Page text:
Coming Through Slaughter Summary & Study Guide

This Study Guide consists of approximately 41 pages of chapter summaries, quotes, character analysis, themes, and more - everything you need to sharpen your knowledge of Coming Through Slaughter.
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Coming Through Slaughter Summary & Study Guide Description

Coming Through Slaughter Summary & Study Guide includes comprehensive information and analysis to help you understand the book. This study guide contains the following sections:

This detailed literature summary also contains Topics for Discussion and a Free Quiz on Coming Through Slaughter by Michael Ondaatje.

Coming Through Slaughter by Michael Ondaatje examines the life of Charles ("Buddy") Bolden, pioneer jazz performer, barber, journalist, family man, and "infamous man about town," who goes insane and dies institutionalized.

Charles ("Buddy") Bolden, pioneer jazz performer, barber, journalist, family man, and "infamous man about town," suddenly disappears from New Orleans after slashing and fighting with a customer he is barbering in Joseph's Shaving Parlor. Buddy has learned that Tom Pickett is having an affair with his common-law wife, Nora Bass. After he has been missing 5-6 months, Nora contacts Detective Webb, Buddy's friend since adolescence, who worries about Buddy surviving on his own. Through interviews Webb learns that Buddy is in Shell Beach, living with Jaelin and Robin Brewitt and making love with Robin.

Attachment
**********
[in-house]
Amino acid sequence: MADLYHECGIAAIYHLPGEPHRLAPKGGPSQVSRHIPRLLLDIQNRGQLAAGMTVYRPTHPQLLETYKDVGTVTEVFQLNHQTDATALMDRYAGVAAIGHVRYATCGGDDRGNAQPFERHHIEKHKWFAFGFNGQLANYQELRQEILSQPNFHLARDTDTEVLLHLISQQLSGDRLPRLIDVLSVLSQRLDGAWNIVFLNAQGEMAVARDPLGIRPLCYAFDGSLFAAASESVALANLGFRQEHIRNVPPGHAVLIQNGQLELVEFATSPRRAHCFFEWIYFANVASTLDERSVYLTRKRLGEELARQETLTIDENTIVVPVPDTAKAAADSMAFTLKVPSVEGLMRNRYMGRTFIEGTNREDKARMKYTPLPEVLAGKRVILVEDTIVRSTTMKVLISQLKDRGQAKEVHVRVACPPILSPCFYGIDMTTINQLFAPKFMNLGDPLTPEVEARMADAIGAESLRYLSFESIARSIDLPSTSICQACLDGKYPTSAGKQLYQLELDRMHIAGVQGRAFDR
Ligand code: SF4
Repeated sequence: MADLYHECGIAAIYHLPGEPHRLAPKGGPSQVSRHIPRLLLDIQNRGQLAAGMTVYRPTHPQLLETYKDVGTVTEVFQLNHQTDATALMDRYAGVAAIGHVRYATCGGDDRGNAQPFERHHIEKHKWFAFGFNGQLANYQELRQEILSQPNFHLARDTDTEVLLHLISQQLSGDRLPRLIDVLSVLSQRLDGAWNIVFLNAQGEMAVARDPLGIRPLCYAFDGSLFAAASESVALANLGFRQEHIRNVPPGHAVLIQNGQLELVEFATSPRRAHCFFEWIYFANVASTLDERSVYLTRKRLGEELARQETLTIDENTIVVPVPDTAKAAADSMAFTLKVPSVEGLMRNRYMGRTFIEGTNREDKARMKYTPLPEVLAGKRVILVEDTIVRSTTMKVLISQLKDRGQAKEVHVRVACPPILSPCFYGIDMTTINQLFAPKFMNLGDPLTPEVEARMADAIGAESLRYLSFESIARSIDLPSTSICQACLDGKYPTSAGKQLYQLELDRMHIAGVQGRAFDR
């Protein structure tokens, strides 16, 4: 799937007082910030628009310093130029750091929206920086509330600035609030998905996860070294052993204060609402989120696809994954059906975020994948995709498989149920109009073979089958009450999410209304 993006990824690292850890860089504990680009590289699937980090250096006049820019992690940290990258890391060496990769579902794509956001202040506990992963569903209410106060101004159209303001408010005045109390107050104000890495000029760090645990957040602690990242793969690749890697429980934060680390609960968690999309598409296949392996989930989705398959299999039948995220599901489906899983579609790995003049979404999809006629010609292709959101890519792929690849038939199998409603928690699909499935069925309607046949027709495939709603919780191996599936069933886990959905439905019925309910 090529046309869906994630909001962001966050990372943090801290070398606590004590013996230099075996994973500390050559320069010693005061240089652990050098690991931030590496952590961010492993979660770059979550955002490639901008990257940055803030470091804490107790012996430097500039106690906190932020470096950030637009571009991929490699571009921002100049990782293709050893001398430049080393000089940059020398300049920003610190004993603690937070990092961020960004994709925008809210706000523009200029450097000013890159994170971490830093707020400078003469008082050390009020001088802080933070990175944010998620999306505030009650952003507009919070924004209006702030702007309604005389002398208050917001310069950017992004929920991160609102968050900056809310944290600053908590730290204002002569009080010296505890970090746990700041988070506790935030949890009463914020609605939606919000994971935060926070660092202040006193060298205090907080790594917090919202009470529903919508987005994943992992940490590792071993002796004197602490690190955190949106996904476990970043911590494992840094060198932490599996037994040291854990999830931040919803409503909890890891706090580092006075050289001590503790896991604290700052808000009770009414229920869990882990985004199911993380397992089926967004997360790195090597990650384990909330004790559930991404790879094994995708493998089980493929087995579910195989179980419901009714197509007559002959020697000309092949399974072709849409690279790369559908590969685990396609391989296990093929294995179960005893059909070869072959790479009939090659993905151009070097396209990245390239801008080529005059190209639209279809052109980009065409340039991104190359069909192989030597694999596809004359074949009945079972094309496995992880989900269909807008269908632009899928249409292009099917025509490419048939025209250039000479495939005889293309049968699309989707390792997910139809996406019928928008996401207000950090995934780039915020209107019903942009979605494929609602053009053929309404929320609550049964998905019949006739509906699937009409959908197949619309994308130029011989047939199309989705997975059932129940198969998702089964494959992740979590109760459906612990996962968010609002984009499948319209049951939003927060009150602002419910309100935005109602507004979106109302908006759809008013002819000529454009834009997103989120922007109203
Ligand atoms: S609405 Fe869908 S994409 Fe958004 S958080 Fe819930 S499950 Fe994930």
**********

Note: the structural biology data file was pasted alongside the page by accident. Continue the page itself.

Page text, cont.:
Webb visits photographer E. J. Bellocq and obtains a photograph of Buddy. He learns that Buddy convinces whores to pose for Bellocq. Bellocq burns down his room around himself. Buddy, meanwhile talks to Robin about Bellocq's influence in getting him to think beyond music. Other witnesses confirm Bellocq's strong influence. After two years, Webb visits Shell Beach and convinces Buddy to come home. Buddy decompresses between worlds for a time in Webb's cabin, philosophizing about music, and desperately missing Robin. He returns home to find his old band mate, Willy Cornish moved in with Nora and joins them. Buddy reestablishes relations with his children and after an attempt at platonic love, has sex with Nora. She tells him that she hates Bellocq for changing his personality.

On his fifth day home, Buddy joins the Henry Allen Sr. Brass Band for a parade. Everyone turns out to see and hear him. During the march, Buddy imagines a woman dancing to his notes, anticipating him constantly, and then feels blood spurting from broken throat vessels as he blows his coronet too hard. Buddy is patched up but then institutionalized for 24 years as a schizophrenic. Life is brutal and sterile, broken only occasionally by a few incidents of high drama. For a while Buddy barbers fellow inmates but then turns within and stops communicating. He dies and is buried in a unmarked grave. Searching for information about his life and career, the anonymous narrator finds that Buddy is forgotten. One photograph survives but no music, for he refuses to be recorded or to accept any fame.

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